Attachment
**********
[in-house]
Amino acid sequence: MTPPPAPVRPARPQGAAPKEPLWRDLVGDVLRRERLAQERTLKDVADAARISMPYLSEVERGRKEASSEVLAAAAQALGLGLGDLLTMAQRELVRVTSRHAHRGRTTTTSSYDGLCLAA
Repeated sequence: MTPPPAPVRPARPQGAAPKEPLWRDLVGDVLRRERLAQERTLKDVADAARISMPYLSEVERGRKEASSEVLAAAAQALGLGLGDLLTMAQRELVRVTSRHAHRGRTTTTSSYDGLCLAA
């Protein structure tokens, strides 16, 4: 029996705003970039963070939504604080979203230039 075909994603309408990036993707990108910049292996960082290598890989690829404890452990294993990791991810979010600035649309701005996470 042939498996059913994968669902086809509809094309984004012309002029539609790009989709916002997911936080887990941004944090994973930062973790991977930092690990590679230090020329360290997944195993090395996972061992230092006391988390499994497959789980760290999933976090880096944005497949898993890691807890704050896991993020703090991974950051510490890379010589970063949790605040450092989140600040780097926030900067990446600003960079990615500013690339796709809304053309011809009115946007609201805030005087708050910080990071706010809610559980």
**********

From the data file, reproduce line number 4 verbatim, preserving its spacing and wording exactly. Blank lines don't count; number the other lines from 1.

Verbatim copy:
């Protein structure tokens, strides 16, 4: 029996705003970039963070939504604080979203230039 075909994603309408990036993707990108910049292996960082290598890989690829404890452990294993990791991810979010600035649309701005996470 042939498996059913994968669902086809509809094309984004012309002029539609790009989709916002997911936080887990941004944090994973930062973790991977930092690990590679230090020329360290997944195993090395996972061992230092006391988390499994497959789980760290999933976090880096944005497949898993890691807890704050896991993020703090991974950051510490890379010589970063949790605040450092989140600040780097926030900067990446600003960079990615500013690339796709809304053309011809009115946007609201805030005087708050910080990071706010809610559980």